Part of me wanted a marching band and confetti canons to accompany this announcement. But, in the end, I decided a simple post here would suffice. When I began this project on April 10th, 2010 I had no idea what it would become or what it would come to mean to me. I made the first 8x8” Willie Saint James painting as a last-minute birthday gift for a woman who has since become a very dear friend and inspiration to me personally. But, the most significant change since creating Willie Saint James has to be the loss of my father. In 2010, he was alive. He was a regular visitor in my studio. It was rare for a day to pass without his stopping by to help or to sit and talk as I worked. If you have a Willie dated 2010 - 2013, it was framed by him. For the most part, my father didn’t quite “get” art as a whole. Although not adverse to risk himself he worried about my choice of life’s work. Ironically, Willie Saint James would eventually help him see who I truly was. When I quit my last job in 1997 he asked me what I was going to do for a living. I said I had no idea except that I wanted to get paid to be me. He came back quickly with a very genuine: “How the hell are you going to do that?!” I said I didn’t know but I wanted to follow my ideas and whatever luck would be bestowed on me. He wasn’t comforted by that response either. Shortly after that, a month into my under-employment, I was mistaken for another artist by a woman in a yoga class. She put her hand on my shoulder, and said: “Thank god I’ve run into you. Are you still doing decorative painting?” I said: “Yes, I am.” A small lie that lead to a very lucrative and liberating career as a decorative painter. From 1997-2005 I followed that one vein begun in that Boston yoga studio. In the Spring of 2005 I decided to leave decorative painting behind and become a “serious painter”. I had been making paintings on and off since 2001. But, in July and August that Summer I committed myself to the studio for 6 hours a day, 6 days a week. My paintings began selling. Within a year I would have my own gallery in Newport, RI. By the Spring of 2007 I was invited to be part of the Art Party Show at the Whitney Museum of American Art. This ultimately lead to their acquiring a painting for their permanent collection and the attention of many collectors. The momentum of that initial two-month commitment in 2005 had changed my life. But, the most memorable moment for me came in 2012. While packing a huge order of Willie Saint James paintings and preparing for my first solo show in New York my father, holding one of the sky-scapes, took a moment, looked around and said: “You did it. You did exactly what you set out to do in Boston.” I am reluctant to display such a personally profound moment so publicly. However, it is precisely that moment that best illustrates what painting has meant to me because it was a true connection. As human beings, there is no thing as important as to been seen and recognized for who we truly are. Looking back, I realize every painting I have ever made was a bid to connect and communicate. When my other work started to sell and rise in price, I saw many people who supported me early on could no longer afford to buy my paintings. I had always made the imaginary landscapes as part of my creative process. With my growing popularity, I abandoned making them thinking it was incongruent to sell one piece for $50 and another for $10,0000. Unfortunately, without them my work suffered. So, I created Willie Saint James to offer an affordable alternative without reducing the perceived value of the other. To date I have made over 17,000 8”x8” paintings. While I can hardly look at one of these small paintings without thinking of my father and the knowledge he knew the truest part of me, I know also thousands of people look at them every day and experience a similar connection even if they don’t know me at all. For all of those who have reached out to me and shared photos of the paintings hanging in their homes, I am grateful.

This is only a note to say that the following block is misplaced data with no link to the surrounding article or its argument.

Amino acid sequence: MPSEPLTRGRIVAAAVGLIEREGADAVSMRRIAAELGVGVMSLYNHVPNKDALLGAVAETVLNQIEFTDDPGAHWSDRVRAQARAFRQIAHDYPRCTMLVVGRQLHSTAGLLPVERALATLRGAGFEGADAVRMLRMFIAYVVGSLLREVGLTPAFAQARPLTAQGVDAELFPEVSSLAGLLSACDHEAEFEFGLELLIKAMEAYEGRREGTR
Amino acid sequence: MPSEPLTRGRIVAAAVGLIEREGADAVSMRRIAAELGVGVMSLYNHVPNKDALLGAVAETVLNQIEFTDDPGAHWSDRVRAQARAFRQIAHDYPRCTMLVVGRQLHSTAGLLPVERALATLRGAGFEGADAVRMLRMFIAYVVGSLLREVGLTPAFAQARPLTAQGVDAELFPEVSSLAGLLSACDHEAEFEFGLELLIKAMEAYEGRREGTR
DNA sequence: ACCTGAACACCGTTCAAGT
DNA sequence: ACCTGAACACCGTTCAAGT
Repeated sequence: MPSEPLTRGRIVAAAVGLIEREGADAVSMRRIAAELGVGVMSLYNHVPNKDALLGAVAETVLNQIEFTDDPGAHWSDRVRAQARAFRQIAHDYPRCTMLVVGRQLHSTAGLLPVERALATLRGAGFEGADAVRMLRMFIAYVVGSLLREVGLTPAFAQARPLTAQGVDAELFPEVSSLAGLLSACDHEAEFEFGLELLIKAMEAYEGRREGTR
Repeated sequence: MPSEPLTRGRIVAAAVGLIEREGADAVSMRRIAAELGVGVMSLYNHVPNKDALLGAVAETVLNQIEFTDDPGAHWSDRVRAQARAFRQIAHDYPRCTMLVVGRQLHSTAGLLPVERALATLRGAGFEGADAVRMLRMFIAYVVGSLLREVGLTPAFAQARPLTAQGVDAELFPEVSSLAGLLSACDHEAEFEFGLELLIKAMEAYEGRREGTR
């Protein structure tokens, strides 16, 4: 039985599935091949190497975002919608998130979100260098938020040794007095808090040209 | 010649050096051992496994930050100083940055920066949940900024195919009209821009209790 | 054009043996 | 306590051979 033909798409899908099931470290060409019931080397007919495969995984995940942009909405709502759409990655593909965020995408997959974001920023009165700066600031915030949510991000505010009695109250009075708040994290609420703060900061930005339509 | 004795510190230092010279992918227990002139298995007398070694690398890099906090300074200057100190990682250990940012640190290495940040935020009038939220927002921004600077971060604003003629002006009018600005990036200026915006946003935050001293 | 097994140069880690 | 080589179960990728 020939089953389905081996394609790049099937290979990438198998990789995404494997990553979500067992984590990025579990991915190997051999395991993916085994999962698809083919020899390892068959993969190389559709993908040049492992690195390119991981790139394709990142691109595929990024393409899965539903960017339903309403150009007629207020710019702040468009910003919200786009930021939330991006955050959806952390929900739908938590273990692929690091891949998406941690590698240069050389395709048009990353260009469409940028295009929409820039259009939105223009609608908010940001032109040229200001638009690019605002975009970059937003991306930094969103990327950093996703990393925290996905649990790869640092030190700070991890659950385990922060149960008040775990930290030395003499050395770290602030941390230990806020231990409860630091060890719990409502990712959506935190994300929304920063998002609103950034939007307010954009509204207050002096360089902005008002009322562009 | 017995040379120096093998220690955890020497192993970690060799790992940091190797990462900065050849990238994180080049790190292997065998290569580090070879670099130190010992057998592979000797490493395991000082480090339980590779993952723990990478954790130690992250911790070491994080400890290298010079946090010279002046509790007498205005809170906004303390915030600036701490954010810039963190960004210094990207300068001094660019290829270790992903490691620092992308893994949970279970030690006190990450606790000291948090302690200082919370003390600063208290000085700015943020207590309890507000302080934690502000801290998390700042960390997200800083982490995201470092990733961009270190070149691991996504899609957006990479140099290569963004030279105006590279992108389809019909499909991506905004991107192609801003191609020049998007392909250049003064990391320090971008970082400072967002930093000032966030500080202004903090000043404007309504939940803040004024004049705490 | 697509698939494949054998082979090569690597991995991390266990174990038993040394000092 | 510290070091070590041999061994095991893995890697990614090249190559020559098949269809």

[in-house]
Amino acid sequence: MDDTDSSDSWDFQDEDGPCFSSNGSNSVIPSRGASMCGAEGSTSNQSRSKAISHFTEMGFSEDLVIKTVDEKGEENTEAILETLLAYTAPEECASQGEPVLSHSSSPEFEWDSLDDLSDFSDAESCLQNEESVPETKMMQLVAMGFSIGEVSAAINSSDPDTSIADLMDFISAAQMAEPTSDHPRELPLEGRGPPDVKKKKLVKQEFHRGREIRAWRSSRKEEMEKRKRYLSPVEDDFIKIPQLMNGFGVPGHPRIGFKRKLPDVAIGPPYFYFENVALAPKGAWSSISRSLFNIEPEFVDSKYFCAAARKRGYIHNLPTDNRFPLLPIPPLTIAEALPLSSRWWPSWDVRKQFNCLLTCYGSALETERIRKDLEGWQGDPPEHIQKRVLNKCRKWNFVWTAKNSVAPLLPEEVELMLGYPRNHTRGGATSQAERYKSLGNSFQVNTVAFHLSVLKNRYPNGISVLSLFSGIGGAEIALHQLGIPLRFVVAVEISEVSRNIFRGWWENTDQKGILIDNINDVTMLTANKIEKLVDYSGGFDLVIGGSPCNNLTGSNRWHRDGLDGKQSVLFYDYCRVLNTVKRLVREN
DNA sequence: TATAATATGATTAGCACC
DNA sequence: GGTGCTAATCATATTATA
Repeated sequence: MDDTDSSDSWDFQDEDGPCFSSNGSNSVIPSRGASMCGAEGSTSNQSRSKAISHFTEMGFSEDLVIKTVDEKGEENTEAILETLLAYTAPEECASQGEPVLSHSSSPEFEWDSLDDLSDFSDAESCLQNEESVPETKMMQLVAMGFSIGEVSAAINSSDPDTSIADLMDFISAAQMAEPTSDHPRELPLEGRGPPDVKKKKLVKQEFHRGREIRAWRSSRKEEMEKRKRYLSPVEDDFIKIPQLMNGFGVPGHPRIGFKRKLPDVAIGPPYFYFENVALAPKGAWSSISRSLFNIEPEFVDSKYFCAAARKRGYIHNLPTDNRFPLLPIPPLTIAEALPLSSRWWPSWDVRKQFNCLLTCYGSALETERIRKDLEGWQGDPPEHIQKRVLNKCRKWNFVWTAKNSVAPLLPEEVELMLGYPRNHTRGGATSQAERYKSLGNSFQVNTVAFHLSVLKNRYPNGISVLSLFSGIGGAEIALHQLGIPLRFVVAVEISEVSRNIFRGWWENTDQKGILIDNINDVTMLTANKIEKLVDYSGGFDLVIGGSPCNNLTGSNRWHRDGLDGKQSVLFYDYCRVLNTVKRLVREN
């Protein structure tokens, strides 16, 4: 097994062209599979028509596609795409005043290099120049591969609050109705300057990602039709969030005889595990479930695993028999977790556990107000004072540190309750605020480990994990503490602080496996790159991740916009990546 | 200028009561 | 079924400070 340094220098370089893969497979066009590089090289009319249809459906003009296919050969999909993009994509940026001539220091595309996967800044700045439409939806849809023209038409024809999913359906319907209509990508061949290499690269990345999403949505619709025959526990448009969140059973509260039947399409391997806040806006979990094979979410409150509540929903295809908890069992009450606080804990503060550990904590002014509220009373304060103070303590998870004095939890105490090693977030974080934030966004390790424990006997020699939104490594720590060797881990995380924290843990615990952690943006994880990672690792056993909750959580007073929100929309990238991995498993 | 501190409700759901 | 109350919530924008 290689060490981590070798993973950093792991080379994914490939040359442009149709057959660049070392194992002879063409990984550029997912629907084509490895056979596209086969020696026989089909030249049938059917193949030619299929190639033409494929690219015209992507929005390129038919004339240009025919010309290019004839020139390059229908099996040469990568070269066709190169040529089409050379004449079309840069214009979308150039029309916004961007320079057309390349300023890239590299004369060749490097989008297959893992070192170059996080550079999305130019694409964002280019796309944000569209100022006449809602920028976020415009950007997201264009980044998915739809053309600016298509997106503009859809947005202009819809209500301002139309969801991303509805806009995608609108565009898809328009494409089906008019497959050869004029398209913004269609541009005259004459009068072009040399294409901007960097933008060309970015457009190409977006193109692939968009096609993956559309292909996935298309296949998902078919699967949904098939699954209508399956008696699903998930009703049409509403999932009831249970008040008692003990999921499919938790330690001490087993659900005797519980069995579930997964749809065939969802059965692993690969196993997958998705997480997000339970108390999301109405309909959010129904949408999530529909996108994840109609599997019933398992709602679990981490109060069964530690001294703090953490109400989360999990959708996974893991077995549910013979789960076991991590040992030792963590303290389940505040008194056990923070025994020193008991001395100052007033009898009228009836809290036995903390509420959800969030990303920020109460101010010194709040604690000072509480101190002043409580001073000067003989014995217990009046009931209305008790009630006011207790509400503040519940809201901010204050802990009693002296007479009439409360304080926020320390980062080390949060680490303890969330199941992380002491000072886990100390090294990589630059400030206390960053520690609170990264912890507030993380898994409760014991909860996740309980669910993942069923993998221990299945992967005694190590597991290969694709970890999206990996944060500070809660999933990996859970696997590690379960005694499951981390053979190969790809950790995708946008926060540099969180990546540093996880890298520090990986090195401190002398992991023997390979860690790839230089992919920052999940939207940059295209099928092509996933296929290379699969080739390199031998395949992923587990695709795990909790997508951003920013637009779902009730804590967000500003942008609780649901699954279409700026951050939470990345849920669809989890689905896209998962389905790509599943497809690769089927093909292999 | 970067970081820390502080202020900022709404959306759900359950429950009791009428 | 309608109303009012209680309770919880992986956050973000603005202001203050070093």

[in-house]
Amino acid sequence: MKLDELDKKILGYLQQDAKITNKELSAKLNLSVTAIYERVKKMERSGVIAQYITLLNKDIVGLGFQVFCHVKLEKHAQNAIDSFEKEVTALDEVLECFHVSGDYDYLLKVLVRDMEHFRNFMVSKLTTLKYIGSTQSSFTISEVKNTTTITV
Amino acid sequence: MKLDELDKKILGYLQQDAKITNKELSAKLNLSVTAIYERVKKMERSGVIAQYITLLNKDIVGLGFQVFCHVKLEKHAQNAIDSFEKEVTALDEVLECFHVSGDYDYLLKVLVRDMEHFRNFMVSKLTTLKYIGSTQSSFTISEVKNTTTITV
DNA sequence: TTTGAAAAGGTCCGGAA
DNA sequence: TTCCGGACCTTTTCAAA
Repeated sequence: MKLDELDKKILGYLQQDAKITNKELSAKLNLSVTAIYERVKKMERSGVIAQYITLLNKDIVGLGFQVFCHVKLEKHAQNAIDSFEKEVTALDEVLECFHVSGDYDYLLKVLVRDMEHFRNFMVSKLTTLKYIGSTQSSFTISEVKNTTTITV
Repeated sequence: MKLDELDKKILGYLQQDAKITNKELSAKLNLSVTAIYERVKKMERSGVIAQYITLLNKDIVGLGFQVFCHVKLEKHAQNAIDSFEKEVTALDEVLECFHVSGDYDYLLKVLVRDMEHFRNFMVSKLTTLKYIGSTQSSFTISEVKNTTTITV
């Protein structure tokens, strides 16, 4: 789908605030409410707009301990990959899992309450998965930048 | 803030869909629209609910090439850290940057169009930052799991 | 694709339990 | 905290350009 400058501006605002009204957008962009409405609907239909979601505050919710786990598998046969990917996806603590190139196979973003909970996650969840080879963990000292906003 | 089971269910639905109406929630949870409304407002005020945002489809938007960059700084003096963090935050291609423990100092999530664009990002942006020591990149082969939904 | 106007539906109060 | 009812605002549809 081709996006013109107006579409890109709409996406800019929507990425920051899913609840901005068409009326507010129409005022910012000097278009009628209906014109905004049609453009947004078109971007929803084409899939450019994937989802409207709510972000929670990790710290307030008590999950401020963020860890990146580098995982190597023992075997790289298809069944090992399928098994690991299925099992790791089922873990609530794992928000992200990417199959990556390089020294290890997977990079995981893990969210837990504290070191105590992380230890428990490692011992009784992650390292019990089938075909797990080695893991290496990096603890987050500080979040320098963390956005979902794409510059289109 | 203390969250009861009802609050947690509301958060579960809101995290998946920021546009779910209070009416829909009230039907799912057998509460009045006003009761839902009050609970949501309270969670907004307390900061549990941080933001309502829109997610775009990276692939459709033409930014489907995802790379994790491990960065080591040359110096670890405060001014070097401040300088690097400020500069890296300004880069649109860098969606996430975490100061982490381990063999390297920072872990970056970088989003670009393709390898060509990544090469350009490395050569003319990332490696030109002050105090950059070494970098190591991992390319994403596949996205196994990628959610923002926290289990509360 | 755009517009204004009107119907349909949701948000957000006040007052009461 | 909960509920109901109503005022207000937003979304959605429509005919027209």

I live in Los Angeles now. I recently opened a studio at 2308 Hyperion Avenue a few blocks from Walt Disney’s original studio. I am in the finishing stages of illustrating my first children’s book. I continue to make paintings and “get paid to be me.” Not a day goes by I don’t think of my father. He’s gone now but not a single thing I make is free from his influence. He was the most generous and genuine person I’ve ever known. He taught me how to be ME. He showed me the most important thing in the world are the friends and family that surround us. AND, he had a pretty high regard for the friend you may make tomorrow because he saw every stranger as a potential friend. Today would have been his 85th birthday.
Thank you very much for the most wonderful experience of my life to date.